RIVERSIDE, Calif. – Joseph G. Morse, a professor of entomology at the University of California, Riverside, is this year's recipient of the California Citrus Quality Council's prestigious Albert G. Salter Memorial Award in recognition of "his steadfast dedication in the field of entomology which has contributed vitally to the California citrus industry."
For more than three decades, Morse has provided timely research results and valuable educational resources to California citrus growers and pest control advisors that have enabled the continued economic well-being of the citrus industry. His extensive efforts in studying the control of citrus thrips, a primary pest of concern to the industry, has led to the registration of new materials needed for its management as well as a continued search for non-chemical alternatives.
An accomplished researcher, educator and administrator, Morse has focused much of his efforts on pests of quarantine concern in export markets, which are critical to the economic viability of the industry. His field studies and publications on Fuller rose beetle are vital as this pest continues to threaten the industry's access to essential markets.
Morse has specialized in the areas of integrated pest management, invasive species research, applied biological control, parasitoid behavior and ecology, insectary rearing of natural enemies, the acute and sub-lethal impact of pesticides on both target pests and non-target organisms, modeling and computer simulation, and pesticide resistance.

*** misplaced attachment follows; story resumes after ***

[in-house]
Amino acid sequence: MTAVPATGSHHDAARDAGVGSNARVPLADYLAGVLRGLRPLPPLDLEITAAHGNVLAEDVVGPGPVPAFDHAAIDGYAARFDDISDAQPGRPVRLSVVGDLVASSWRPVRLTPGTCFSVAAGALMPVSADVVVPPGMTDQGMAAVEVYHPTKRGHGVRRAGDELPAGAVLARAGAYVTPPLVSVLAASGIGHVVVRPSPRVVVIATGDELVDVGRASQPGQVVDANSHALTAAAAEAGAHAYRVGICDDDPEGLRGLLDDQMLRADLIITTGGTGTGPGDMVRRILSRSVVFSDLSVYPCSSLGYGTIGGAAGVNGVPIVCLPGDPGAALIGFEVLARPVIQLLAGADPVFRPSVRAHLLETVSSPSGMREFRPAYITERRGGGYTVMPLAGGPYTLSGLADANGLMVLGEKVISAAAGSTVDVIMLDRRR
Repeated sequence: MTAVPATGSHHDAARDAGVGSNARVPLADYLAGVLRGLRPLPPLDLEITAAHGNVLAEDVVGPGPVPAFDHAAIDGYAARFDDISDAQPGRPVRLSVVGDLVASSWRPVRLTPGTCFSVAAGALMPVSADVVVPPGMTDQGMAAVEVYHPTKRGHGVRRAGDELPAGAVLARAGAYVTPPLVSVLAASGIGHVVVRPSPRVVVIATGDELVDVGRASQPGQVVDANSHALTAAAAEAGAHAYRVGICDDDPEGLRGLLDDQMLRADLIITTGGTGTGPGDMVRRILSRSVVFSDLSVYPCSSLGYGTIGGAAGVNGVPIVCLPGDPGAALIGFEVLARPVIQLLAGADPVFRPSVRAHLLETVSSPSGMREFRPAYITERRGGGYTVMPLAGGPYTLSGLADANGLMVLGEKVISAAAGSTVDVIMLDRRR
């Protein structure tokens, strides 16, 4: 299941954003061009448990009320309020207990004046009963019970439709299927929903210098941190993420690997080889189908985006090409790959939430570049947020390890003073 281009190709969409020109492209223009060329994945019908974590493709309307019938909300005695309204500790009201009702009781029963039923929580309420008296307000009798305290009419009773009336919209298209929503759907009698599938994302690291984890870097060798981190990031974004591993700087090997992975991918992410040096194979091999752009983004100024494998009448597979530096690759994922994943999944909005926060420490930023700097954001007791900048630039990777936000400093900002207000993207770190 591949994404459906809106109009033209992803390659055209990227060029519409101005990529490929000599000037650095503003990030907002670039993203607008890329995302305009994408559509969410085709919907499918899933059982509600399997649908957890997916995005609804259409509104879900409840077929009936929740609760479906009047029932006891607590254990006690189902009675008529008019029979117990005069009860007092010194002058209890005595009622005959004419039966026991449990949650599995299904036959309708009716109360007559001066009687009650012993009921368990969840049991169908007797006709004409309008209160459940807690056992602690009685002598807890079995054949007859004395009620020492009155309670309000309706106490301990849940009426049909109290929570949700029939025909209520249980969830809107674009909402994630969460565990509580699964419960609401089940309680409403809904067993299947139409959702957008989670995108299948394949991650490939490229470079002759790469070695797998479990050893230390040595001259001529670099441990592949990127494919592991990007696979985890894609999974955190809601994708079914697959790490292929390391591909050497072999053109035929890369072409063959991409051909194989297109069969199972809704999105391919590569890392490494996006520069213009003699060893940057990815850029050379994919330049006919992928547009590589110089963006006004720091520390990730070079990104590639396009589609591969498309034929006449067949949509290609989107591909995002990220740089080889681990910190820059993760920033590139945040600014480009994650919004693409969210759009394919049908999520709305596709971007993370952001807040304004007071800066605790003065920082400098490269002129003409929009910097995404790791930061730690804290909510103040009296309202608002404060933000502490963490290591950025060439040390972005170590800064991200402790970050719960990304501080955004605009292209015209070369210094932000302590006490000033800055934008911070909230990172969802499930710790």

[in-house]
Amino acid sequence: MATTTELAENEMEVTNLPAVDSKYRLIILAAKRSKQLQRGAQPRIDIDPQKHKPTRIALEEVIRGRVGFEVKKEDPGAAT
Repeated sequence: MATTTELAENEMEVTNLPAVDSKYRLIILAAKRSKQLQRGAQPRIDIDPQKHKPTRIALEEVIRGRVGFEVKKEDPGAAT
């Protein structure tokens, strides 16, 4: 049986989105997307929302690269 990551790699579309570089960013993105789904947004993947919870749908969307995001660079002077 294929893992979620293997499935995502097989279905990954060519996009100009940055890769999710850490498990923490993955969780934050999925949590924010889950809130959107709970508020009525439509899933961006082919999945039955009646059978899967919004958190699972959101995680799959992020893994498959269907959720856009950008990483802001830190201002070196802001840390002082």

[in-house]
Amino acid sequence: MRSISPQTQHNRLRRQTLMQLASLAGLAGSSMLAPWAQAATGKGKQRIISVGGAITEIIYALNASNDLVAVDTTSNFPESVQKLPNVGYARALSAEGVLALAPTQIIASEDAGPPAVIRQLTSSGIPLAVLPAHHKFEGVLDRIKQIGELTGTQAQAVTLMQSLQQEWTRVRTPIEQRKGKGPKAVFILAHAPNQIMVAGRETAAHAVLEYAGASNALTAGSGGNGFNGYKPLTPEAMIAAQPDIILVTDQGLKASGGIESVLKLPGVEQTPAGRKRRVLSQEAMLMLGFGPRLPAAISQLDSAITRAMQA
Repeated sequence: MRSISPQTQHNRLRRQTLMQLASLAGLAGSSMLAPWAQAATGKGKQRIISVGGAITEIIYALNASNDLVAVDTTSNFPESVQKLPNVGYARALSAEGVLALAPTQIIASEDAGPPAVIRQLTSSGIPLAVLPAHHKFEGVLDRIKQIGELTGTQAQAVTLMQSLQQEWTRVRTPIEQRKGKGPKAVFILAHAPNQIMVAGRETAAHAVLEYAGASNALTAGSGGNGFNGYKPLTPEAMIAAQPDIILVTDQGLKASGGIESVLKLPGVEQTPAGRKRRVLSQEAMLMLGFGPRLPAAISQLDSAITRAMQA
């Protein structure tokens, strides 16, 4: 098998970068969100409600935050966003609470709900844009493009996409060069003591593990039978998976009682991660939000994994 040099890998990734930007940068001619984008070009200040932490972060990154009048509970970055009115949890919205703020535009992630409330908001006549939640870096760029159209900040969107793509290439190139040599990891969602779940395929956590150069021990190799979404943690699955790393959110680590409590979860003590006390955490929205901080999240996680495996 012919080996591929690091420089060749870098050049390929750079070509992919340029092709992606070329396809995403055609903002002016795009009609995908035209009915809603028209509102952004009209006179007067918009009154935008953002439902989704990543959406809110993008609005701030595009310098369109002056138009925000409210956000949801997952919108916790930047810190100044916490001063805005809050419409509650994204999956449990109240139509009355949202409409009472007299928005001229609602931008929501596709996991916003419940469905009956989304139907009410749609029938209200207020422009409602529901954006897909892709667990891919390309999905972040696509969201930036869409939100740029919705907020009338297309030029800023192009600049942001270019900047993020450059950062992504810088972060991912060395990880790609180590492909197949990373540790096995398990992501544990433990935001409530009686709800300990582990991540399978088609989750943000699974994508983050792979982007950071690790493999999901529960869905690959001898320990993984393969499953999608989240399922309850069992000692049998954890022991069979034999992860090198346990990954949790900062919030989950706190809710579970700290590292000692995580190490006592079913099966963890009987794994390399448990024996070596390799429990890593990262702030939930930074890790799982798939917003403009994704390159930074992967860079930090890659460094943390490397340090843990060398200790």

He also has an interest in international agriculture and has been involved in citrus and avocado pest management and/or cooperative projects with researchers and industry personnel in Arizona, Florida, Hawaii, Texas, Argentina, Australia, Brazil, Chile, Cyprus, Egypt, Israel, Japan, Mexico, New Zealand, South Africa, and Spain, and in a 1996 FAO-sponsored analysis of citrus integrated pest management in 13 countries of the Near East.
Morse's previous honors include recognition as a fellow of the Entomological Society of America (ESA, 2012); the ESA Award for Excellence in Integrated Pest Management (2011); the Award of Honor (2010) and the Art Schroeder Memorial Award (2006) from the California Avocado Society; being named a fellow of the American Association for the Advancement of Science (2006); and the ESA Recognition Award in Entomology (1993);. He has authored or coauthored more than 135 scientific refereed journal articles; 8 edited books/ proceedings; 49 invited chapters, monographs/ proceedings articles; and more than 125 semi-technical publications/ popular articles.
Morse is the 14th researcher at UCR to receive the Salter Memorial Award. He received the award in October 2012.
The California Citrus Quality Council ensures that California citrus production meets domestic and international regulatory standards. It works with government agencies, international standards setting organizations, the University of California, the California citrus industry and trading partners to help the California industry meet several regulations. The Salter Award recognizes an individual for their significant contributions and their dedication and commitment to the citrus industry.
The University of California, Riverside is a doctoral research university, a living laboratory for groundbreaking exploration of issues critical to Inland Southern California, the state and communities around the world. Reflecting California's diverse culture, UCR's enrollment has exceeded 21,000 students. The campus will open a medical school in 2013 and has reached the heart of the Coachella Valley by way of the UCR Palm Desert Center. The campus has an annual statewide economic impact of more than $1 billion. A broadcast studio with fiber cable to the AT&T Hollywood hub is available for live or taped interviews. UCR also has ISDN for radio interviews. To learn more, call (951) UCR-NEWS.
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